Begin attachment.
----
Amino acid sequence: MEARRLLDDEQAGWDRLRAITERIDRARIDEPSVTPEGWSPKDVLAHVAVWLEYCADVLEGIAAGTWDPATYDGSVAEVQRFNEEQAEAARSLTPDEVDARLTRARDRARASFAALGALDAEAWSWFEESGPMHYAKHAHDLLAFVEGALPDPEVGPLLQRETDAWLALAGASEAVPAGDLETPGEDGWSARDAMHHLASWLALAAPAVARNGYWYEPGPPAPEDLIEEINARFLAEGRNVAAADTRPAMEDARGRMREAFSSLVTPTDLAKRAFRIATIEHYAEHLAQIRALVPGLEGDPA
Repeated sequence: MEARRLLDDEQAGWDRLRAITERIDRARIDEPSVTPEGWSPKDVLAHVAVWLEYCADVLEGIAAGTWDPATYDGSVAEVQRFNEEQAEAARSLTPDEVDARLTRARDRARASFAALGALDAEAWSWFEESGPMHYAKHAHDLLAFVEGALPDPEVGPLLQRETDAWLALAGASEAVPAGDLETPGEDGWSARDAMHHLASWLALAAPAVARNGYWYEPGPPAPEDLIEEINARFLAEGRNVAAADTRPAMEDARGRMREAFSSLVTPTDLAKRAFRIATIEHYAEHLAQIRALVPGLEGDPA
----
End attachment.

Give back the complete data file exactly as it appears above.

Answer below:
Amino acid sequence: MEARRLLDDEQAGWDRLRAITERIDRARIDEPSVTPEGWSPKDVLAHVAVWLEYCADVLEGIAAGTWDPATYDGSVAEVQRFNEEQAEAARSLTPDEVDARLTRARDRARASFAALGALDAEAWSWFEESGPMHYAKHAHDLLAFVEGALPDPEVGPLLQRETDAWLALAGASEAVPAGDLETPGEDGWSARDAMHHLASWLALAAPAVARNGYWYEPGPPAPEDLIEEINARFLAEGRNVAAADTRPAMEDARGRMREAFSSLVTPTDLAKRAFRIATIEHYAEHLAQIRALVPGLEGDPA
Repeated sequence: MEARRLLDDEQAGWDRLRAITERIDRARIDEPSVTPEGWSPKDVLAHVAVWLEYCADVLEGIAAGTWDPATYDGSVAEVQRFNEEQAEAARSLTPDEVDARLTRARDRARASFAALGALDAEAWSWFEESGPMHYAKHAHDLLAFVEGALPDPEVGPLLQRETDAWLALAGASEAVPAGDLETPGEDGWSARDAMHHLASWLALAAPAVARNGYWYEPGPPAPEDLIEEINARFLAEGRNVAAADTRPAMEDARGRMREAFSSLVTPTDLAKRAFRIATIEHYAEHLAQIRALVPGLEGDPA